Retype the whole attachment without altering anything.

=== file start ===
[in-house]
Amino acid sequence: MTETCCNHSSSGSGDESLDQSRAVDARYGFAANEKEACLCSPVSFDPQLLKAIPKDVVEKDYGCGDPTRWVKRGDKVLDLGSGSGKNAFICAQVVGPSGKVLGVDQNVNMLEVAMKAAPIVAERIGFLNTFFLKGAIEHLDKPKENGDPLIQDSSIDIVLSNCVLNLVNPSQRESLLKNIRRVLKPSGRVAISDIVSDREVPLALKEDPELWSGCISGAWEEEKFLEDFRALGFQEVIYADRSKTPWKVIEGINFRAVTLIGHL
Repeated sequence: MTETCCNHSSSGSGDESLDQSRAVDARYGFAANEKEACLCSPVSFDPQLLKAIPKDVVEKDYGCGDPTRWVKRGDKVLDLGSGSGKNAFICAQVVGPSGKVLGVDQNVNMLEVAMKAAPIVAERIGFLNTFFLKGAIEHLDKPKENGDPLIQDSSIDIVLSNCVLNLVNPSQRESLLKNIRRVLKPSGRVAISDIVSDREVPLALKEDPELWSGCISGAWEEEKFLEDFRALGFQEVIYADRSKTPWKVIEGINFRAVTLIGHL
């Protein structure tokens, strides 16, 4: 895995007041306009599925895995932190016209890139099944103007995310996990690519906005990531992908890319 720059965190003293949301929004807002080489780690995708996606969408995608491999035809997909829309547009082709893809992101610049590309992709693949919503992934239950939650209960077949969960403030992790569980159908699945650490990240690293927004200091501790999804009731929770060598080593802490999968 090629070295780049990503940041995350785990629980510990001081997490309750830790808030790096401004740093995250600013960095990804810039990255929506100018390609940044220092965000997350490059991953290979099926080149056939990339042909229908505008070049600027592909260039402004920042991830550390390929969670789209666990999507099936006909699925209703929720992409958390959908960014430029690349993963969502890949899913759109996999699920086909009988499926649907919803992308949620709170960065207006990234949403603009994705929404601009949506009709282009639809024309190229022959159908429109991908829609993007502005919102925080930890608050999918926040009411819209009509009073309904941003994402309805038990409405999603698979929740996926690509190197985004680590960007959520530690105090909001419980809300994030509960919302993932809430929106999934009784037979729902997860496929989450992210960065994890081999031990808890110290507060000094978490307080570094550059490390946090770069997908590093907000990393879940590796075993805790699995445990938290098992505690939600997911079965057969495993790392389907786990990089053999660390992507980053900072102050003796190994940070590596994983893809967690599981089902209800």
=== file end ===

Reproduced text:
[in-house]
Amino acid sequence: MTETCCNHSSSGSGDESLDQSRAVDARYGFAANEKEACLCSPVSFDPQLLKAIPKDVVEKDYGCGDPTRWVKRGDKVLDLGSGSGKNAFICAQVVGPSGKVLGVDQNVNMLEVAMKAAPIVAERIGFLNTFFLKGAIEHLDKPKENGDPLIQDSSIDIVLSNCVLNLVNPSQRESLLKNIRRVLKPSGRVAISDIVSDREVPLALKEDPELWSGCISGAWEEEKFLEDFRALGFQEVIYADRSKTPWKVIEGINFRAVTLIGHL
Repeated sequence: MTETCCNHSSSGSGDESLDQSRAVDARYGFAANEKEACLCSPVSFDPQLLKAIPKDVVEKDYGCGDPTRWVKRGDKVLDLGSGSGKNAFICAQVVGPSGKVLGVDQNVNMLEVAMKAAPIVAERIGFLNTFFLKGAIEHLDKPKENGDPLIQDSSIDIVLSNCVLNLVNPSQRESLLKNIRRVLKPSGRVAISDIVSDREVPLALKEDPELWSGCISGAWEEEKFLEDFRALGFQEVIYADRSKTPWKVIEGINFRAVTLIGHL
């Protein structure tokens, strides 16, 4: 895995007041306009599925895995932190016209890139099944103007995310996990690519906005990531992908890319 720059965190003293949301929004807002080489780690995708996606969408995608491999035809997909829309547009082709893809992101610049590309992709693949919503992934239950939650209960077949969960403030992790569980159908699945650490990240690293927004200091501790999804009731929770060598080593802490999968 090629070295780049990503940041995350785990629980510990001081997490309750830790808030790096401004740093995250600013960095990804810039990255929506100018390609940044220092965000997350490059991953290979099926080149056939990339042909229908505008070049600027592909260039402004920042991830550390390929969670789209666990999507099936006909699925209703929720992409958390959908960014430029690349993963969502890949899913759109996999699920086909009988499926649907919803992308949620709170960065207006990234949403603009994705929404601009949506009709282009639809024309190229022959159908429109991908829609993007502005919102925080930890608050999918926040009411819209009509009073309904941003994402309805038990409405999603698979929740996926690509190197985004680590960007959520530690105090909001419980809300994030509960919302993932809430929106999934009784037979729902997860496929989450992210960065994890081999031990808890110290507060000094978490307080570094550059490390946090770069997908590093907000990393879940590796075993805790699995445990938290098992505690939600997911079965057969495993790392389907786990990089053999660390992507980053900072102050003796190994940070590596994983893809967690599981089902209800």